Last month was Indie April, a month for supporting independent authors and bookstores. About half-way through I made a promise on Twitter that if I reached 500 followers (I was just above 400) by the end of April, I’d buy an indie book and write a review. Well Twitter came through and then I was left with the daunting task of selecting a book from a slew of WONDERFUL suggestions.

What really drew me to Shadows of Lela was the cover art. Shout out to Merilliza Chan for the beautiful artwork. Sometimes I’d just stop reading and gaze lovingly at the cover! Haha! I also really love unicorns.

Disclaimer: I usually try not to get too spoilery in my reviews, and I don’t want to pick apart the novel, but beware there are some spoilers ahead!

Right off the bat, this book gave me Graceling and Red Queen vibes. It’s a high fantasy novel without the pretentiousness that can sometimes come with it. The book also deals with royal families and the complicated relations between them. Tessonja Odette has created a vast fantastical land full of ancient magic, lost lore, and many kingdoms.

The world building has been done really well. I found the part describing the Ancient Ones quite interesting and I would’ve loved to delve into the lore even more. I also would’ve loved more scenery descriptions. As a reader, I’ve been given this wide new world, and sometimes I felt like I couldn’t see where I was. Cora and Teryn are journeying across the land, but I wanted more descriptions of how the landscape changed as they moved into the different kingdoms. I wanted to be fully immersed.

Also, a map at the beginning of the book would’ve been a huge bonus! They’re always helpful when reading a fantasy with many different locations.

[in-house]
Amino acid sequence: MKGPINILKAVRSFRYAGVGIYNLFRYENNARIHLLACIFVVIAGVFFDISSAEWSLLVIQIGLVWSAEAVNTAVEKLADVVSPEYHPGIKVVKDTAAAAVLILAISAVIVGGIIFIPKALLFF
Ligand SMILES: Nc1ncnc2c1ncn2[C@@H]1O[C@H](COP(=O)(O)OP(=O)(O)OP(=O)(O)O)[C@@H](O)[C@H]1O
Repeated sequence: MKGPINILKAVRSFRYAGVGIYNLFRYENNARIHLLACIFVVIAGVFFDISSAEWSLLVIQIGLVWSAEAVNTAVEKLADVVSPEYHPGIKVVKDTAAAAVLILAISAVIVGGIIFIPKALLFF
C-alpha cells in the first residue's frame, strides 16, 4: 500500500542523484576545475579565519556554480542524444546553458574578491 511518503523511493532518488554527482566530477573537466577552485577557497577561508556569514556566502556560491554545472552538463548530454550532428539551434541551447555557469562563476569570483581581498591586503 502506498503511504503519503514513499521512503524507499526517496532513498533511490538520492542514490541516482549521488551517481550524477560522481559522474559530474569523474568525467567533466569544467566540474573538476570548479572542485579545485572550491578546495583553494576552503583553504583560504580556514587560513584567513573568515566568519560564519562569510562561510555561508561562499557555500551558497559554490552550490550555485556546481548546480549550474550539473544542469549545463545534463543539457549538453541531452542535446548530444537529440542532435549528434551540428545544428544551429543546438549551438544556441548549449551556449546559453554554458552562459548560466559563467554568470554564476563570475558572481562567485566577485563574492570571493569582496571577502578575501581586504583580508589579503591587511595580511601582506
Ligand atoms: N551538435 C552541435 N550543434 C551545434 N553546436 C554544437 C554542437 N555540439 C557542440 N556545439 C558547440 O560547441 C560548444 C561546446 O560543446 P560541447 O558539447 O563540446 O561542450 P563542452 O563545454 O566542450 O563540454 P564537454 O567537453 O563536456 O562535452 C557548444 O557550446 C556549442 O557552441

The book is written in first person POV and switches mainly between Cora and Teryn, with the occasional appearance of Teryn’s brother, Larylis, and the princess Mareleau. The characters are well-written and the separations between their points of view are distinct. So no confusion, which is great!

Reading Larylis’ and Mareleau’s POV, at least in the first half of the novel, seemed a little unnecessary, as it didn’t add much to the story. In the second half, I liked Larylis a lot more as a character and seeing his POV was much more important. Mareleau’s probably could’ve been left out completely.

Character motivations also seemed to shift very quickly, especially with Cora and Teryn. We get a first person look into their thoughts, but there isn’t much introspection when the characters are making decisions. Cora suddenly decides to leave her adoptive family of the Forest People to help the unicorns quite suddenly it seems. As well with Teryn, he leaves his quest to win Mareleau’s heart almost instantly to help Cora. These decisions make sense for the characters, but we don’t see the change of motivation in an organic way. A little more inner monologue would’ve been the key in these big moments of motivational change.

In the first half of the novel, the pacing seems a little off. We are rushed through the introduction of Cora as a princess and the introduction of the main villain. For example, we don’t get to see much of what Cora is like before she’s exiled or who the villain is before she’s exiled. And again, just as we start to see Cora’s life with the Forest People, she’s off on her quest to save the unicorns. The plot did need to keep moving, but I would’ve loved more establishment of Cora before and after her exile.

The same happened with the beginning of Teryn’s quest. It felt a little rushed, as we were trying to get to the point where Teryn and Cora meet.

The second half of the novel was better for me, pacing wise. I quite liked when we finally got down to the big conflict between Morkai, the sorcerer, and the royal families. The characters lived up to their potential, though I wanted to see Cora do a little more with her powers, especially against Morkai. But, all in all, the climax was satisfying.